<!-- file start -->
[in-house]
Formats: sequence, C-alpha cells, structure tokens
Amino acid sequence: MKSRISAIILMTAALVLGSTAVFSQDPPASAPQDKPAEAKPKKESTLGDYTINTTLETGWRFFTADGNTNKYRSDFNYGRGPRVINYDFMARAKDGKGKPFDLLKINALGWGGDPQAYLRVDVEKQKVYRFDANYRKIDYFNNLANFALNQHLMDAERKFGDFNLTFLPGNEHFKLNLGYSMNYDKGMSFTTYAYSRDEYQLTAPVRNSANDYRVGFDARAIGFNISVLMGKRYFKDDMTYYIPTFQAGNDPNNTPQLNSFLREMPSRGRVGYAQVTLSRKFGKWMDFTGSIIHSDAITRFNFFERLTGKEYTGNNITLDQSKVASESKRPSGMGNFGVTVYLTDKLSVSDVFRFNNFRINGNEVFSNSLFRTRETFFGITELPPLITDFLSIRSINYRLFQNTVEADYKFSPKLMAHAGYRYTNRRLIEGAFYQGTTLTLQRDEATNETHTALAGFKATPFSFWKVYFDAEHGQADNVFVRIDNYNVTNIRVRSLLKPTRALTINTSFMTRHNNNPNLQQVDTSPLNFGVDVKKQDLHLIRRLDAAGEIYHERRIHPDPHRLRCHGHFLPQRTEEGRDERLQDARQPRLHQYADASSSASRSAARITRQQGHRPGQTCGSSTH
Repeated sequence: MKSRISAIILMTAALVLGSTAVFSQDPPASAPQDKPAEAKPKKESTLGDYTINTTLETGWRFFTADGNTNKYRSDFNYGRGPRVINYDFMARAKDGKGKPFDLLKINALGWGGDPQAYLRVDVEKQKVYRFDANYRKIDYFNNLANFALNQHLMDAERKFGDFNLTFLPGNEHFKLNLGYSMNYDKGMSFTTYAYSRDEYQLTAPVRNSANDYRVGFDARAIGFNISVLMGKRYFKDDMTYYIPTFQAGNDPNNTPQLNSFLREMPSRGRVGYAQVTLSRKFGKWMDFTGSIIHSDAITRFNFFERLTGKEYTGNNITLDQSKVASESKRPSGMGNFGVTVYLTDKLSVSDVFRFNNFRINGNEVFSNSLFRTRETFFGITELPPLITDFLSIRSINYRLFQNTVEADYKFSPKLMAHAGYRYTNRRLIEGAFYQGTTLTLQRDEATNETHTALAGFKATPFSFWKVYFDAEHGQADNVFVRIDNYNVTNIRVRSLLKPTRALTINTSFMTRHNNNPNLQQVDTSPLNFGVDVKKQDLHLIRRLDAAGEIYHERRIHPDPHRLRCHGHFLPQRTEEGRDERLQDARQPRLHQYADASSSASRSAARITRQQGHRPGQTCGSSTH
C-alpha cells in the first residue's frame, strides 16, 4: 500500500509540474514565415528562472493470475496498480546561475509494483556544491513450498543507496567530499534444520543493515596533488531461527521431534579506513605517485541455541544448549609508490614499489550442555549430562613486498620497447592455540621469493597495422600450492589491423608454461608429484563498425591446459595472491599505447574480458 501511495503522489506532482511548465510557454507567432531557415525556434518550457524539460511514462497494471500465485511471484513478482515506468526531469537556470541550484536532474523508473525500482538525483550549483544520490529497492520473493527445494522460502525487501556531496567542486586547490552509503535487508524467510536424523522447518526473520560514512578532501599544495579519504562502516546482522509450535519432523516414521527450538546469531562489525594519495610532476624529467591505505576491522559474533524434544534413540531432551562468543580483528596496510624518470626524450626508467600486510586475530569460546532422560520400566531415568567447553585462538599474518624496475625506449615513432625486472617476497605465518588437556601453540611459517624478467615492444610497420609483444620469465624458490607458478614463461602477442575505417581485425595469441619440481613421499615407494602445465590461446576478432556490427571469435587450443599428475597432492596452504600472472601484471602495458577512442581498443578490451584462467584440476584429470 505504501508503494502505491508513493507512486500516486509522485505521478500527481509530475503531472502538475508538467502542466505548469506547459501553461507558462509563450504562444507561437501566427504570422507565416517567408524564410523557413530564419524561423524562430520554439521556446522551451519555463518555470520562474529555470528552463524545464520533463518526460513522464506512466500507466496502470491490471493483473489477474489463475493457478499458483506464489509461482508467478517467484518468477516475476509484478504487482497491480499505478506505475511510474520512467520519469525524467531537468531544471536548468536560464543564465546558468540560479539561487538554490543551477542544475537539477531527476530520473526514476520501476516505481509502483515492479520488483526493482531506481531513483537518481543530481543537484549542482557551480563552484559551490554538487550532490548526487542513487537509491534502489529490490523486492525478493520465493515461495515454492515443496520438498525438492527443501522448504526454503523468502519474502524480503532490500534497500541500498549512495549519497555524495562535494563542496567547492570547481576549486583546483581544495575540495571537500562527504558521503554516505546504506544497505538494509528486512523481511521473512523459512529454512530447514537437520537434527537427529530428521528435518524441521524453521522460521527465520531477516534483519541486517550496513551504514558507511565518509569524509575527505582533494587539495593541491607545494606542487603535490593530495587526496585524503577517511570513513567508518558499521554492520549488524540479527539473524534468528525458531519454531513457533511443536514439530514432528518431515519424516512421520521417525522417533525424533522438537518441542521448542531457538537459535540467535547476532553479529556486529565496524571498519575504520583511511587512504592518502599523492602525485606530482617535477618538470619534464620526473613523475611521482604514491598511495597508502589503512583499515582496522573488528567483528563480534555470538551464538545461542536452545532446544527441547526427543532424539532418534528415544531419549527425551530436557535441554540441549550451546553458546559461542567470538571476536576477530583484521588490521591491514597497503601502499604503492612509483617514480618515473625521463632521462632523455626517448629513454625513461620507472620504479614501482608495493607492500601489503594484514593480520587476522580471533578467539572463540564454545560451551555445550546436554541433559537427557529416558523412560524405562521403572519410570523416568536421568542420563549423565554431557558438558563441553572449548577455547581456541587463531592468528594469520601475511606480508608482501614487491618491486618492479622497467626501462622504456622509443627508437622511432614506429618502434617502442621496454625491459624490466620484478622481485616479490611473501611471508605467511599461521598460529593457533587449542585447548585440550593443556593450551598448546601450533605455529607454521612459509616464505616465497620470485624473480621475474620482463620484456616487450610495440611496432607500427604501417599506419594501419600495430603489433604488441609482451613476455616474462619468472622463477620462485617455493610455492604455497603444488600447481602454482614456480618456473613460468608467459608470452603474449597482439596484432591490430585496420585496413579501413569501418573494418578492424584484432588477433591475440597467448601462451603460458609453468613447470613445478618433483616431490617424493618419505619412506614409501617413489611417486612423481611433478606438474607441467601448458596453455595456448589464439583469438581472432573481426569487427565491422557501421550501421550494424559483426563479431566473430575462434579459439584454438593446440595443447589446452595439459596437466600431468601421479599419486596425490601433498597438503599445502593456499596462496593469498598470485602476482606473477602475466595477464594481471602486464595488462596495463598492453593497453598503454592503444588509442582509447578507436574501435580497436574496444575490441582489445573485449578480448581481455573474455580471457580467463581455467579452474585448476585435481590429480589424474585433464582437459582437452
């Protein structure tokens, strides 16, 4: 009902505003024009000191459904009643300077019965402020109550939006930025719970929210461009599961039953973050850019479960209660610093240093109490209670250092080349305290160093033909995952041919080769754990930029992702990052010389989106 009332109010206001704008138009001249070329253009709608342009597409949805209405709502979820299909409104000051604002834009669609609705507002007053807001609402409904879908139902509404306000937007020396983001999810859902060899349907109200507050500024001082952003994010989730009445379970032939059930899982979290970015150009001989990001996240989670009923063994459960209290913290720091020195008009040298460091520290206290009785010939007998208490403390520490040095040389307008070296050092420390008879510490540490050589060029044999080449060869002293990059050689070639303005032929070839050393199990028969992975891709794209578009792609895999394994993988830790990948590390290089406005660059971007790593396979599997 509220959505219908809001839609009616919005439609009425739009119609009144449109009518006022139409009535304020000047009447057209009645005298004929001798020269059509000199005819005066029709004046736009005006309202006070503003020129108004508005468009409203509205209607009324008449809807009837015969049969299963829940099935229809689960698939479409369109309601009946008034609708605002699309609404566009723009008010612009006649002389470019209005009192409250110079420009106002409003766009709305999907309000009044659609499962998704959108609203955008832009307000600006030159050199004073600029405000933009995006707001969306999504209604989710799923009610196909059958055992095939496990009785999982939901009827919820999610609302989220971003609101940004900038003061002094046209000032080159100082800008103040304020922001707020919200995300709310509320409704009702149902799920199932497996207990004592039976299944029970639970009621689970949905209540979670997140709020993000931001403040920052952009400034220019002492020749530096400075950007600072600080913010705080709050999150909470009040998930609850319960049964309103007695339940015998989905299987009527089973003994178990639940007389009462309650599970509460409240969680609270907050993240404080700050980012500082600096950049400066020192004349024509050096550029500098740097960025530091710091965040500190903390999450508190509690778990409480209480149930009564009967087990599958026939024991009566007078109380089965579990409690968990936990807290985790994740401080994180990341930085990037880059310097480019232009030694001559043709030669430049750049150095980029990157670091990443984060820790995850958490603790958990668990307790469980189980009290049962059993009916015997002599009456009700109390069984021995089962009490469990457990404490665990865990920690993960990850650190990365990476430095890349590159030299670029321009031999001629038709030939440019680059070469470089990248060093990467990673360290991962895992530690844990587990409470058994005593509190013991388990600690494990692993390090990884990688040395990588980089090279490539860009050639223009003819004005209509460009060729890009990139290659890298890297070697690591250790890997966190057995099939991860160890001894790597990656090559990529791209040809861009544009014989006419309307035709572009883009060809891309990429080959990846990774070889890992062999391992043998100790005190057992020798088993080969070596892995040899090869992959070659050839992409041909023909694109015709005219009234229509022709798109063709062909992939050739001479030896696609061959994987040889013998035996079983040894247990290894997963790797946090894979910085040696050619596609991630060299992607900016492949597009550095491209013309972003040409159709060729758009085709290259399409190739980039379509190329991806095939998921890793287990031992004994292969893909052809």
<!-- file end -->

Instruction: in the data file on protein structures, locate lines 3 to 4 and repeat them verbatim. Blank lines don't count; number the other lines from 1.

Amino acid sequence: MKSRISAIILMTAALVLGSTAVFSQDPPASAPQDKPAEAKPKKESTLGDYTINTTLETGWRFFTADGNTNKYRSDFNYGRGPRVINYDFMARAKDGKGKPFDLLKINALGWGGDPQAYLRVDVEKQKVYRFDANYRKIDYFNNLANFALNQHLMDAERKFGDFNLTFLPGNEHFKLNLGYSMNYDKGMSFTTYAYSRDEYQLTAPVRNSANDYRVGFDARAIGFNISVLMGKRYFKDDMTYYIPTFQAGNDPNNTPQLNSFLREMPSRGRVGYAQVTLSRKFGKWMDFTGSIIHSDAITRFNFFERLTGKEYTGNNITLDQSKVASESKRPSGMGNFGVTVYLTDKLSVSDVFRFNNFRINGNEVFSNSLFRTRETFFGITELPPLITDFLSIRSINYRLFQNTVEADYKFSPKLMAHAGYRYTNRRLIEGAFYQGTTLTLQRDEATNETHTALAGFKATPFSFWKVYFDAEHGQADNVFVRIDNYNVTNIRVRSLLKPTRALTINTSFMTRHNNNPNLQQVDTSPLNFGVDVKKQDLHLIRRLDAAGEIYHERRIHPDPHRLRCHGHFLPQRTEEGRDERLQDARQPRLHQYADASSSASRSAARITRQQGHRPGQTCGSSTH
Repeated sequence: MKSRISAIILMTAALVLGSTAVFSQDPPASAPQDKPAEAKPKKESTLGDYTINTTLETGWRFFTADGNTNKYRSDFNYGRGPRVINYDFMARAKDGKGKPFDLLKINALGWGGDPQAYLRVDVEKQKVYRFDANYRKIDYFNNLANFALNQHLMDAERKFGDFNLTFLPGNEHFKLNLGYSMNYDKGMSFTTYAYSRDEYQLTAPVRNSANDYRVGFDARAIGFNISVLMGKRYFKDDMTYYIPTFQAGNDPNNTPQLNSFLREMPSRGRVGYAQVTLSRKFGKWMDFTGSIIHSDAITRFNFFERLTGKEYTGNNITLDQSKVASESKRPSGMGNFGVTVYLTDKLSVSDVFRFNNFRINGNEVFSNSLFRTRETFFGITELPPLITDFLSIRSINYRLFQNTVEADYKFSPKLMAHAGYRYTNRRLIEGAFYQGTTLTLQRDEATNETHTALAGFKATPFSFWKVYFDAEHGQADNVFVRIDNYNVTNIRVRSLLKPTRALTINTSFMTRHNNNPNLQQVDTSPLNFGVDVKKQDLHLIRRLDAAGEIYHERRIHPDPHRLRCHGHFLPQRTEEGRDERLQDARQPRLHQYADASSSASRSAARITRQQGHRPGQTCGSSTH